The Thomas B. Fordham Institute recently partnered with GreatSchools and hosted “The Future of Parent Information.” GreatSchools CEO and founder Bill Jackson (@Bill_Jackson) kicked off the event with the premise that it’s not enough to just inform parents, but that we have a responsibility to engage parents and students.
Engaging all parents. Jackson cited data that shows that 75% of parents in the top income quartile will access the GreatSchools site, while only 25% of parents in the bottom quartile will. It’s not for lack of interest. As Jackson’s articulated and Education Trust tweeted:
Engaging parents early. One of the important things is to engage parents early, often and in the daily context. Ultimately, “The most important relationship is between parent, child, teacher,” so we should build from there and encourage parents to think critically about the choices they are making from early on.
Challenging questions. Jackson’s remarks were followed by a panel that addressed challenging questions and included Chad Aldis (Fordham’s VP for Ohio Policy and Advocacy), Chris Fullman (parent organizer from Wilmington, DE), Damon Gardenhire (Walton Family Foundation) and education strategist Caitlin Sharp (Double Line Partners). Questions for continued dialogue include:
- What do we know about how information influences families’ school choices?
- What new kinds of information is coming on the scene to help parents?
- Can we “crowd source” insights into schools to help parents find the right match?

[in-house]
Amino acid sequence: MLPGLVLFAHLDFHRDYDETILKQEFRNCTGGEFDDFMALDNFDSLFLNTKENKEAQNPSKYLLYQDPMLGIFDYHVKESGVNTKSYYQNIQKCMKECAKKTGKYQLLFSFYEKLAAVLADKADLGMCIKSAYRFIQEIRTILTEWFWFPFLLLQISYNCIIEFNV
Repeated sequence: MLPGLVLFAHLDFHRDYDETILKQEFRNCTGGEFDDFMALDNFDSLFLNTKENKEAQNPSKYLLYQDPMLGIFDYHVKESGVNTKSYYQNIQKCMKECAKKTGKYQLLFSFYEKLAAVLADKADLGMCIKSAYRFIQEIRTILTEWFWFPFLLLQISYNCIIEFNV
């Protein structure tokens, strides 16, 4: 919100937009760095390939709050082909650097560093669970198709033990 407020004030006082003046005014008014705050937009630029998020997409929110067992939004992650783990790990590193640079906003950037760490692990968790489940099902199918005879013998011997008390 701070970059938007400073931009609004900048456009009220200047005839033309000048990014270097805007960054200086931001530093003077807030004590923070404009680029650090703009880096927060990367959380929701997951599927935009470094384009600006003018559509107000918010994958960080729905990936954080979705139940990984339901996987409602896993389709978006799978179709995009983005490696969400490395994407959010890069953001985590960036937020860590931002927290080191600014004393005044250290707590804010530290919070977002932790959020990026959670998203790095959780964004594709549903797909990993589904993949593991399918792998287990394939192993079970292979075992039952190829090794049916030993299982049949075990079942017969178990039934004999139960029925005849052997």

- How do we reach the families who need the most support?
- How might we put more power in the hands of parents to define what quality is, and demand that their local schools provide that quality?
Pulling for accountability. A common theme in addressing these questions was one of accountability, but not in a traditional sense. Participants were probed, “How might we get to a world where accountability is driven with more of a pull mechanism?” This idea comes to life when we envision a day when parents crowd-source school feedback and are actively looking for school badges that have been earned for things like serving ELL students well, caring about the arts, scoring high on exams, involving parents, or credit recovery. Another idea was to replace Tupperware parties with “school choosing parties” to drive parental engagement.
Don’t forget the students. In addition to the need for a deeper dive into those questions, it is also time to acknowledge the role of students in decision making and support them accordingly. An American Enterprise Institute (AEI) paper that was just released suggests that by 8th grade, students and parents are partners in school decisions. According to the AIE paper, Better Data, Better Decisions: Informing School Choosers to Improve Education Markets, it turns out that 76% of families said parents and students would be equally involved in choosing a high school. Only 16% of respondents indicated mostly parents and only 8% mostly students. Are we communicating with students as if this were true?
Amidst such choices, the challenge and the opportunity is to augment what has traditionally been a simple provision of information to a process that deeply engages parents and students and offers crowd-sourced information, two-way conversations, and supportive environments. Such a process is at the heart of the quest to improve education in America. Watch the entire event: